George Orwell’s 1984, Part 2: Crash Course Literature #402


Hi I’m John Green, this is Crash Course
literature, and today we’re going back to the future–that is now past–to George
Orwell’s 1984, which imagines a terrifying world in which every human activity is recorded
and monitored. How unpleasant would that be, he said staring
into a camera lens. So, as mentioned in our previous episode,
the Newspeak language created in the book was intended “to make speech […] as nearly
as possible independent of consciousness” (319). In an episode of Crash Course Psychology,
my brother, Hank, defined “consciousness” as “our awareness of ourselves and our environment.” I would add that consciousness also explains
our ability to experience life and to feel emotions. So can the structure of a language actually
be “independent of human consciousness.”? Well, today, we’ll explore whether language
is imposed on us from the outside or whether it’s an innate feature of humanity. I’m also gonna talk about how this novel
was perceived, when it was published, in the actual 1984, and how people think about it
today. And we’ll go ahead and make some connections
between Orwell’s novel and our current society’s really confusing relationship with truth and
surveillance. Yeah, we can still criticize surveillance
society. that’s not a thoughtcrime. Yet.. INTRO
In 1984, Orwell’s protagonist, Winston Smith, works in the Records Department of the Ministry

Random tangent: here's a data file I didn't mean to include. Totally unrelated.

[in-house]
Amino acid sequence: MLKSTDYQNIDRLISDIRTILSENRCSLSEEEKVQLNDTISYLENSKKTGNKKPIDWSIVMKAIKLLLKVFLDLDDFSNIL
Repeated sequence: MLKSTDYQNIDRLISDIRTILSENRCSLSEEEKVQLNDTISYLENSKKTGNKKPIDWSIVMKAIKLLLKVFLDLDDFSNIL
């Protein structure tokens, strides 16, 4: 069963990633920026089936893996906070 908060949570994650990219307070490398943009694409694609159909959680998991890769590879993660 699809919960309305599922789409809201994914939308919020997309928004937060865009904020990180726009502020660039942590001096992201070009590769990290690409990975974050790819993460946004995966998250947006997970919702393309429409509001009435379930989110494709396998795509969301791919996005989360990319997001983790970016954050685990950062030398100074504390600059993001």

of Truth (in Newspeak, known as “Minitrue”). He adjusts financial and weather forecasts
so that “Big Brother’s” predictions are always retroactively correct. He also removes references to “unpersons,”
or “vaporised” political dissidents. And he rewrites history so that Oceania appears
always to have been at war with EastAsia. Or with Eurasia. It changes, depending on shifting allegiances. The “central tenet” of Ingsoc (the version
of English Socialism practiced in Oceania) is that the past is “mutable,” that it
has “no objective existence,” and it exists only in “written records and in human memories.” Orwell writes:
The past is whatever the records and the memories agree upon. And since the Party is in full control of
all records and in equally full control of the minds of its members, it follows that
the past is whatever the Party chooses to make it” (219). So, Winston mainly writes in Newspeak–a version
of English with grammar and vocabulary designed to “narrow the range of thought.” The idea is that, without the language to
express dissent, political crimes, in thought or deed, will become impossible. But quickly, before we get to the chicken
and egg problem of language and thought, though, I want to pause to ask you to think about
this novel’s relationship to memory. Now, we know from neuroscience that each time
a memory is accessed, you’re remembering it anew–there’s no, like, spot in your
brain containing a memory; it is formed each time you have it. And that means that your memories are shaped
by your now–and that at least to some extent, the Party is right when it says that telling
people what they remember does change their memories. So, the Party is manipulating a real, structural
feature of the human brain–as we learned in our discussion of Gabriel Garcia Marquez’s
One Hundred Years of Solitude, “What matters in life is not what happens to you but what